This will not answer all your questions about different esoteric traditions in the west - but it begs the question, are there not esoteric traditions in the east too? 'The western esoteric traditions have their roots in a religious way of thinking, which reaches back to Gnosticism, Hermeticism, and Neoplatonism in the Hellenistic world during the first centuries A.D. In the Renaissance, the rediscovery of ancient texts led to the scholarly revival of magic, astrology, alchemy and Kabbalah....The scholarly study of Western esotericism is a comparatively recent phenomenon.' Esotericism is really an umbrella term, and yet there does appear to be correspondences and concordances between them, which do suggest a common origin. But this is neither conventional theology, nor religion, nor philosophy, for it perhaps relates more to the relationship between the individual and the often unacknowledged phenomena of creation; whereas a spiritual aspirant in the religious sense might be more interested in climbing the ladder of ascent, the esotericist is perhaps more interested in the rungs of the ladder; which rather reminds me of Rumi's analogical distinction between the foam (on the sea shore) and the sea. Part of the problem with the generic term 'esoteric' - as opposed to exoteric, is the media's cultification of many of these 'traditions' is due to misinformation or misinterpretation. Whether the Freemasons deserve the reputation they seem to have acquired - both Mozart and Haydn were freemasons, I am not sure; but to be wary of secret societies, or at least suspicious of ones is probably healthy scepticism, as Shakespeare clearly was of 'The school of Night.' I remember reading a biography of Ficino, and on reading it, I got the impression that all Ficino was really interested in was magic - which was certainly not my previous view of Ficino, until I discovered that the writer was herself very interested in the history of magic, so her perspective was slanted if not coloured.

So this is an outline, described by the writer as 'a historical introduction', despite the fact that it is clearly written for students of degree courses in esotericism, such as those at Exeter University, it should not put it beyond the reaches of any more general reader, who has an interest in a particular field. For those interested in, say, Swedenborg's or Blavatsky's Theosophy, or the Rosicrucians, this will put their interest into a wider perspective.
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on 6 February 2009
The Product Description of the contents of this book is excellent.

There are many books which have been written about the esoteric. They vary from the outrageous to the academic. Many present the speculative as if it is factual. This book sticks to the facts, is academic but very readable. It is a reliable base to start any research into the esoteric. Whether your interest is academic or a passing fancy, I can unreservedly recommend keeping a space on your bookshelf for this book. If you believe you are well-informed, this book may surprise you with new facts!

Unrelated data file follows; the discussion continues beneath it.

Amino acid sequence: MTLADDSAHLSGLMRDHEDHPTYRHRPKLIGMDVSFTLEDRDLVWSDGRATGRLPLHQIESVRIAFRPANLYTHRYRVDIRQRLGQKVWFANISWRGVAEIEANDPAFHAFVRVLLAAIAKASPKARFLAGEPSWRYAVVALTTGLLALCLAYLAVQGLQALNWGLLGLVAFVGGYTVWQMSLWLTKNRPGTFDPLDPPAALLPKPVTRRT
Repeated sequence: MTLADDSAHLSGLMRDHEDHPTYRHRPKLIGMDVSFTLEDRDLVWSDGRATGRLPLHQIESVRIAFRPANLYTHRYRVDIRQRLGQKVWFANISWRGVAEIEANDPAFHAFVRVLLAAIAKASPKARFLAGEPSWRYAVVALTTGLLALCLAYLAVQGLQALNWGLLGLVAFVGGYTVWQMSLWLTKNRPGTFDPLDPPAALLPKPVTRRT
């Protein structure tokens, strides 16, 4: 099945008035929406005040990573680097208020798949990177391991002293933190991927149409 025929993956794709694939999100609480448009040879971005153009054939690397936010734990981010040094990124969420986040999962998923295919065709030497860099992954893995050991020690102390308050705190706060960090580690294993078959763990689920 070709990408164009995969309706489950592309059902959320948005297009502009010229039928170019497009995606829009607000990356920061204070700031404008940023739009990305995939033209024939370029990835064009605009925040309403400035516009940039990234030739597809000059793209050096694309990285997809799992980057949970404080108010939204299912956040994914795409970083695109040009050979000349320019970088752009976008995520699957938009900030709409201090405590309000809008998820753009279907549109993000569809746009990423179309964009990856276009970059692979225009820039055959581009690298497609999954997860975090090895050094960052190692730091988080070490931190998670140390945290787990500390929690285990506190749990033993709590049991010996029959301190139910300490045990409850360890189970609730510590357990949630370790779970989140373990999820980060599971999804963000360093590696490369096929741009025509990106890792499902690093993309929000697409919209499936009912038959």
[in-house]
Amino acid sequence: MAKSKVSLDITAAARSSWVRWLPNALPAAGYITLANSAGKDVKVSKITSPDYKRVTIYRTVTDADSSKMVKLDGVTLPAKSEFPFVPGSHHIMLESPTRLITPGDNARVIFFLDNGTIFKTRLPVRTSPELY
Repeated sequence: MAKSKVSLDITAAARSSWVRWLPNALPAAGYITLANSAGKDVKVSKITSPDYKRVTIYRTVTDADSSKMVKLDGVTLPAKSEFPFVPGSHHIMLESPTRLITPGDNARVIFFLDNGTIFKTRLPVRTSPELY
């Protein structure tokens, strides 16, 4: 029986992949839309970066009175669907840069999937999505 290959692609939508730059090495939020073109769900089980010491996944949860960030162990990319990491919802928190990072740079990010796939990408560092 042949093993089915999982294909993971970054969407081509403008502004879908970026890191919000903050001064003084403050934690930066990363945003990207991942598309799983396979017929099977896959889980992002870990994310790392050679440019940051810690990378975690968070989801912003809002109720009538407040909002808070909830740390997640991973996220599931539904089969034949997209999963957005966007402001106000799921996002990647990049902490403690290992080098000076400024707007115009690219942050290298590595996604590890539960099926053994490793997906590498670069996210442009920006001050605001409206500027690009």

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on 8 June 2013
"The Western Esoteric Traditions" by Nicholas Goodrick-Clarke is a very basic introduction to the subject. To be honest, I found it boring! But then, I've read quite a bit on the subject, including some of the author's other books, which are much more detailed.

In this work, Goodrick-Clarke takes us on a journey through the often bewildering maze of European occultism. It's all in there: ancient Hermetism, Gnosticism and Neo-Platonism; the magic, alchemy and Naturphilosophie of the Renaissance; the Christian Kabbala of Jacob Boehme and the speculations of Swedenborg; Rosicrucianism and "Scottish" Freemasonry; Theosophy and its offshoots; ritual magic á la the Golden Dawn; and modern developments, which are sometimes "scientist" in character. Even Rupert Sheldrake, Wilhelm Reich and James Randi's adversary Jacques Benveniste have been crammed into this overview.

The differences between the various periods are obvious enough (to take just one example, 17th century Rosicrucianism was "progressive", while 18th century Scottish Masonry was "reactionary"), but the continuity is nevertheless fascinating, as is the geographical spread of the phenomenon. The Western world is often portrayed as strictly Christian before becoming strictly scientific, but that view of history is a polemical oversimplification. Judging by Goodrick-Clarke's overview, occultism always had support in high society, including Church and scientific circles. Esotericism must be the West's most public secret...

I'm not sure how to rate this book, since it feels very basic, but in the end, I give it three stars.